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Italian Literature in the Renaissance – Petrarch’s Triumphs and the connection between Literature and Visual Arts


Wednesday, 13 November 2019 to Thursday, 28 May 2020
Total hours: 40
Hours of lectures: 40

Examination procedure

  • Report or seminar


No prerequisites are required.

This course has been designed for undergraduate students, but it is open also to PhD candidates



The course – strictly connected with the PhD course – aims to offer a complete critical reading of Petrarch’s Triumphi. We will focus on some specific issues as, for example, the unfinished dimension of the text, the meaning of its narrative structure (in the light of Dante Commedia and Boccaccio Amorosa visione), its copious iconographical sources, and first of all its relationships with Rerum vulgarium fragmenta as far as the hard attempt to harmonize and resolve Petrarch’s intellectual and spiritual conflicts is concerned.

Petrarch’s Triumphs are an interesting case-study for the investigation of the relationship between word and image, literary writing and visual experiences, especially during the Renaissance period. This age was actually characterized by a cultural syncretism whose modalities of perception, knowledge and creation were founded on the plurality and transversality of its codes. The relevance of the images is very high when they are combined with the text in an illustrated book, but also when we have a strong relationship between the verbal code and the iconic code as in the case of the ecphrastic literature.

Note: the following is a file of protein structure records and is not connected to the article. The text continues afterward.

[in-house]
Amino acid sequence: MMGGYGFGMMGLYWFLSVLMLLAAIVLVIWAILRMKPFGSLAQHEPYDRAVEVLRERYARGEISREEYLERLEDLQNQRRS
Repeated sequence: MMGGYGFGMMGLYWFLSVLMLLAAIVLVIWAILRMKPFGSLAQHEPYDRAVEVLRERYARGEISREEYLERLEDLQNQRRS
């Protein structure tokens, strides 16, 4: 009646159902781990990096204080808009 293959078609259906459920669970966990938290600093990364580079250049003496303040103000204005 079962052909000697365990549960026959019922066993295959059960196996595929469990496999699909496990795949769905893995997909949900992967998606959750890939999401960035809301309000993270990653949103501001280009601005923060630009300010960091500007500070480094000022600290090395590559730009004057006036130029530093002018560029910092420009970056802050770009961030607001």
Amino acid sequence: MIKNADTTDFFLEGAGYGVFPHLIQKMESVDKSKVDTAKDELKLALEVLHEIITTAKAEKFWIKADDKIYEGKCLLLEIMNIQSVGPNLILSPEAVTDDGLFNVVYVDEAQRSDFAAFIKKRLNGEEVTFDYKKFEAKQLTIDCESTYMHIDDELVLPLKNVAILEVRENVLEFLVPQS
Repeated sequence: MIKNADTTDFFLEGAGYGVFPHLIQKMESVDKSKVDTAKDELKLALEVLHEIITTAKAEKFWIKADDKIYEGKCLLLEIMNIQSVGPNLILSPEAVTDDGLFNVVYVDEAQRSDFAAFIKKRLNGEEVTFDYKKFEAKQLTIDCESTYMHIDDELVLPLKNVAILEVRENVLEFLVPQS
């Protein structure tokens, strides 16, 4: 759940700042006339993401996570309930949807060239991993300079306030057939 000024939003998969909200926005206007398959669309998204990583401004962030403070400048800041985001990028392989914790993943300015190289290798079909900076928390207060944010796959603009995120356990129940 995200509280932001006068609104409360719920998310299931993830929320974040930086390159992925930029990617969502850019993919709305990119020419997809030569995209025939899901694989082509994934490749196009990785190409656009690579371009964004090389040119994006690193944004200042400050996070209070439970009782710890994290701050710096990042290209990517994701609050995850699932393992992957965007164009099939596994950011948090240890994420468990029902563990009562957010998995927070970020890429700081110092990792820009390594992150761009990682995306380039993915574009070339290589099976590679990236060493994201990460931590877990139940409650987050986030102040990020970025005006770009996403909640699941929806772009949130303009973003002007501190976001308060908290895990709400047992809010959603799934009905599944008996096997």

Educational goals:

The course aims to offer a complete critical reading of Petrarch’s Triumphi and an analysis of the main historical, philological and cultural questions concerning the relationship between Literature and Visual Arts. The focus on these transdisciplinary cultural experiences will allow students to take a fresh look at the modalities and instruments of literary, philological and historical analysis. By not limiting our research to isolated sectors, we will be able to address cultural phenomena in which word and image are closely allied and support one another, and through their interactions lead to reciprocal transformations.

Bibliographical references

Detailed bibliographical references will be given during the seminar. For an introduction to the main questions: Petrarch. A Critical Guide to the Complete Works, ed. by V. Kirkham, A. Maggi, Chicago UP, Chicago, 2009; The Cambridge Companion to Petrarch, ed. by A.R. Ascoli, U. Falkeid, Cambridge UP, Cambridge (Mass.), 2015; Lessico critico petrarchesco, a cura di R. Brovia e L. Marcozzi, Carocci, Roma, 2016; Letteratura e arti visive nel Rinascimento, a cura di G. Genovese e A. Torre, Carocci, Roma, 2019, (forthcoming).